The Great Commission is found in all four Gospels as well as in Acts 1:8. It provides a wonderfully balanced approach to the mission of the Church. We see baptism and discipleship, teaching and proclaiming, going and sending, witnessing and receiving power, all simultaneously happening in Jerusalem and Judea and Samaria and the ends of the earth. We have noticed that some churches like to “specialize” in one or another of these aspects. Some like to measure their success by how many baptisms are conducted, others by how many people are enrolled in a discipleship class, or how many missionaries they support, or how much money is devoted to their local community outreach projects.
I remember years ago, as a newly hired missions pastor for a local church, having an amazing first week on the job. I scheduled five meetings a day to personally meet all of the mission leaders and get to know what the church was really like from their perspective. We had so many actively engaged people who devoted much of their time to the work of the Lord. They each shared what was on their hearts and minds, and I got so excited to be a part of what was already happening at the church. Most of them were able to articulate the role they performed in the Great Commission, and I always ended our meeting with the question, “How can I best support you in this?” There were two people I did not ask this question to, however: Don and John.
Don was a local high school football coach, and he was well known in the community. He was a prolific fundraiser, served on the board for local charities, and had a huge heart for marginalized people in our city. When we met, he shared with me his belief that the church was “wasting time and money on global missions. All you have to do is look around this community and see homelessness, poverty, teen pregnancies, illiteracy, and people in need. Why do we need to go overseas with all these needs right here?” Then he quoted Matthew 23:15:
Woe to you, scribes and Pharisees, hypocrites! For you travel across sea and land to make a single proselyte, and when he becomes a proselyte, you make him twice as much a child of hell as yourselves.
John was retired and used his retirement and wealth to travel to hard-to-reach places in the world. He was a “major donor” to many mission agencies and described his relationship with several presidents and executive directors of those agencies. In our meeting he expressed his belief that we were “wasting God’s resources here in this town. If you look at the church budget, you’ll see that we spend over 55 percent just on church staffing and 30 percent on facilities, which leaves only 15 percent for ministry, and only 1 percent of that goes to reaching the unreached!” Then he quoted Matthew 9:37–38:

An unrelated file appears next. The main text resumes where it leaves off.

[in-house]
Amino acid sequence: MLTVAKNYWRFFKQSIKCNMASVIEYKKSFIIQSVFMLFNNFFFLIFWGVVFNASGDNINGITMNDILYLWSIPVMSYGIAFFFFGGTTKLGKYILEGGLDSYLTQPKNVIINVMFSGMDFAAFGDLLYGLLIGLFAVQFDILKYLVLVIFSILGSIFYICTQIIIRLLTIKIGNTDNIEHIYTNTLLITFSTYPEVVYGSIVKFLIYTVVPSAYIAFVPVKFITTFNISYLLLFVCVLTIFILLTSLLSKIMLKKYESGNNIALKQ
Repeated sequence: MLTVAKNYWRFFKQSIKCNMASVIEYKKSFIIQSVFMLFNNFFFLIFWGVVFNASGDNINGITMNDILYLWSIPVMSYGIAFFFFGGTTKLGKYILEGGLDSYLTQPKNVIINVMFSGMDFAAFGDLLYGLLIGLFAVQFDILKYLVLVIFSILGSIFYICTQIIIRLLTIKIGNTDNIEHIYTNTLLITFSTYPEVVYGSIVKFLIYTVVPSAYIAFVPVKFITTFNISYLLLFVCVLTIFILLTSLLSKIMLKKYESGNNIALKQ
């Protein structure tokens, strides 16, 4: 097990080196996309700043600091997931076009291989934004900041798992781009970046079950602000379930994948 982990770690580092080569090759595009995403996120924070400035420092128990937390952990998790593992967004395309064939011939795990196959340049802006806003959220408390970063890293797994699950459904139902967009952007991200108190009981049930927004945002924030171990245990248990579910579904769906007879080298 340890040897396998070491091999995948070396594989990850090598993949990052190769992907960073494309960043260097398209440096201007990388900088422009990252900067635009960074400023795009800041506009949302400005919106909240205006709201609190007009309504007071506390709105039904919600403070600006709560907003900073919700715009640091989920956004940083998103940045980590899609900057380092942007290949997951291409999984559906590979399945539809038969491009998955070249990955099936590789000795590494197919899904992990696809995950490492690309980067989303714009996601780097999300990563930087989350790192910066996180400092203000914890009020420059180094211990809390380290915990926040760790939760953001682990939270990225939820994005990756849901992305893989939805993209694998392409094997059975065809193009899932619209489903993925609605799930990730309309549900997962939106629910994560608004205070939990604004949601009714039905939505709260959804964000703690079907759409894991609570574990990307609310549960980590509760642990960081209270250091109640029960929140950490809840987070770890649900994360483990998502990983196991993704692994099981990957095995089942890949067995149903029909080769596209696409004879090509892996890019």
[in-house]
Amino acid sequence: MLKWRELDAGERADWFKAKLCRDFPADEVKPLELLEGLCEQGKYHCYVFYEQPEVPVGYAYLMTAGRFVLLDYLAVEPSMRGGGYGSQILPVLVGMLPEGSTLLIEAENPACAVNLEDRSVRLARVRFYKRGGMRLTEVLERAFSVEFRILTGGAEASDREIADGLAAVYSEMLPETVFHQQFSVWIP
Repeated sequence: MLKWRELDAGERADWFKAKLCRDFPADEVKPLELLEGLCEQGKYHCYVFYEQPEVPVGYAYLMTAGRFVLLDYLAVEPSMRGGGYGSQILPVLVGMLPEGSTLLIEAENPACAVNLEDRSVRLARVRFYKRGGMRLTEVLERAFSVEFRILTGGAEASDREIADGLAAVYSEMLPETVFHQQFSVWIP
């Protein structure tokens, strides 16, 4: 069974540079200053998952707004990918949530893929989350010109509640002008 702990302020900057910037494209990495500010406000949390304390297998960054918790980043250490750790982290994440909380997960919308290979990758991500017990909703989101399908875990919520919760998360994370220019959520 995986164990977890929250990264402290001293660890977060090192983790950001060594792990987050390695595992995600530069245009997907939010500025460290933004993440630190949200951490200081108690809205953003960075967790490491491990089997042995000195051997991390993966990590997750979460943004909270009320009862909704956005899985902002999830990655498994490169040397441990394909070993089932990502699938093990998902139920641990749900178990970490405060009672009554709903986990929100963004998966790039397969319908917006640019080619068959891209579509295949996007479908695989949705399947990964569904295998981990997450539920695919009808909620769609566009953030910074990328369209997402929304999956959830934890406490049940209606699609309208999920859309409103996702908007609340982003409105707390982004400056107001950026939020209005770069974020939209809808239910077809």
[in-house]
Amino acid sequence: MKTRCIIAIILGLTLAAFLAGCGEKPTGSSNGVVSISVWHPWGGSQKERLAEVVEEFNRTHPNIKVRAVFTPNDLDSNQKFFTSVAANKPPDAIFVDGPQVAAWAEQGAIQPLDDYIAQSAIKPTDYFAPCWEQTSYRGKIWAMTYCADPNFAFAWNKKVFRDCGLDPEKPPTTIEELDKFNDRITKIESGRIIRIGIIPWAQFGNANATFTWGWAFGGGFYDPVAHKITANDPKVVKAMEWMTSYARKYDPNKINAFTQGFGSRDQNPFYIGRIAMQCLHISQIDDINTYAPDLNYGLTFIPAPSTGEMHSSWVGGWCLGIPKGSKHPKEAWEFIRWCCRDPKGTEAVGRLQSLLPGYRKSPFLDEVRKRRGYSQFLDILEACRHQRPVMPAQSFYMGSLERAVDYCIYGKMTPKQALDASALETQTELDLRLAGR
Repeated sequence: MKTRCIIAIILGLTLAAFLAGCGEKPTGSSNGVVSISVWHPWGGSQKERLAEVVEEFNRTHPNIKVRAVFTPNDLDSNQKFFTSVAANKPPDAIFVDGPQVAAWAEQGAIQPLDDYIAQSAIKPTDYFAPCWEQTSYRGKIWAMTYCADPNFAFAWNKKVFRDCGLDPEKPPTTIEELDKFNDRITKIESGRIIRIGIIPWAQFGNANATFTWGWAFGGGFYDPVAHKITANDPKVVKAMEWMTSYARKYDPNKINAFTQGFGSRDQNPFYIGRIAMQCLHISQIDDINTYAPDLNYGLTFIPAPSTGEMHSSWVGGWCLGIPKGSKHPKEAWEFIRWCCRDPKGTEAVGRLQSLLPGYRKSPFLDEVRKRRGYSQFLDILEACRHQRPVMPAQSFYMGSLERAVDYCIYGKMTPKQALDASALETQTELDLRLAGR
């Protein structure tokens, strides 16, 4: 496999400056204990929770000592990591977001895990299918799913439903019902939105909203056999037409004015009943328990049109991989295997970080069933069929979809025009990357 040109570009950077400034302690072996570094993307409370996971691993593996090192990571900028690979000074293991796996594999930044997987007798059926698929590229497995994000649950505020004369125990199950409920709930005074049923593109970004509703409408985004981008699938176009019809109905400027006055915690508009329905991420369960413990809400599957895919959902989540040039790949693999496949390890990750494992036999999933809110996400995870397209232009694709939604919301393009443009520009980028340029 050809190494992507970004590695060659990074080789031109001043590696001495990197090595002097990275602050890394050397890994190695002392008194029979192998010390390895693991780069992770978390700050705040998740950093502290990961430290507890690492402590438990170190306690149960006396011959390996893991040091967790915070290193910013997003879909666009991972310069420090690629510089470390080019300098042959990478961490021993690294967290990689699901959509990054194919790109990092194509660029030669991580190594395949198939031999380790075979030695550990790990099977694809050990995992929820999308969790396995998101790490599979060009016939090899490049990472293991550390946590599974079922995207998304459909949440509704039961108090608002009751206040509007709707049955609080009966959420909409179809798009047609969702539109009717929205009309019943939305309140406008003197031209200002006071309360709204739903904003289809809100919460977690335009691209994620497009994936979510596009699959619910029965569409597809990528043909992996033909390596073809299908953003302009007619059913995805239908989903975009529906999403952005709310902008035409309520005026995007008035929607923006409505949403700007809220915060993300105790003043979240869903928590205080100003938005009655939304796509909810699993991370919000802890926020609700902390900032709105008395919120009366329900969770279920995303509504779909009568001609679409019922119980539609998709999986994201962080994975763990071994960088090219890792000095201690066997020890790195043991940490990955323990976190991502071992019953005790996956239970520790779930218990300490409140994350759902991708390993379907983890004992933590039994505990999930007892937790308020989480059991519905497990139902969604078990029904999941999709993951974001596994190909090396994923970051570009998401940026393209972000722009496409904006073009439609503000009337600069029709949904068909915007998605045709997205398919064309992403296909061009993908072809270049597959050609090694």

The harvest is plentiful, but the laborers are few; therefore pray earnestly to the Lord of the harvest to send out laborers into his harvest.
I’ll never forget Don and John. They both had earnest passions and a sincere devotion to the Lord, but they landed on opposite ends of a dynamic struggle within the church. They each had a sound reason behind their mission engagement and were fierce advocates for their part of the Great Commission. And I knew if I had allowed either of these men to have stage time at the church, then they would have used that time to convince people to become involved in their “silo” ministries.
Purely rational salesmanship can hinder participation and create silos that battle for time, attention, and resources.
Just as emotional manipulation can increase interest in a congregation but result in shallow involvement, purely rational salesmanship can hinder participation and create silos that battle for time, attention, and resources.
We have discussed the pros and cons of using either emotion or reasoning as the primary means of cultivating missions awareness in your church. In part two, we will provide helpful, creative, and tested strategies for getting your congregation’s attention and motivating them to rally behind a united vision that maintains our high calling to be the Church in a world longing for hope and salvation.
David J. Wilson (DMin) and his wife, Lorene, have served together in the local church since 1996. David was a missions pastor for over twenty years. They currently live in Kansas City, MO, where David serves as the Director of Church Engagement at Avant Ministries. They have written three books together: Pipeline: Engaging the Church in Missionary Mobilization; Mind the Gaps: Engaging the Church in Missionary Care; and Transforming Missionaries: A Short-Term Mission Guide.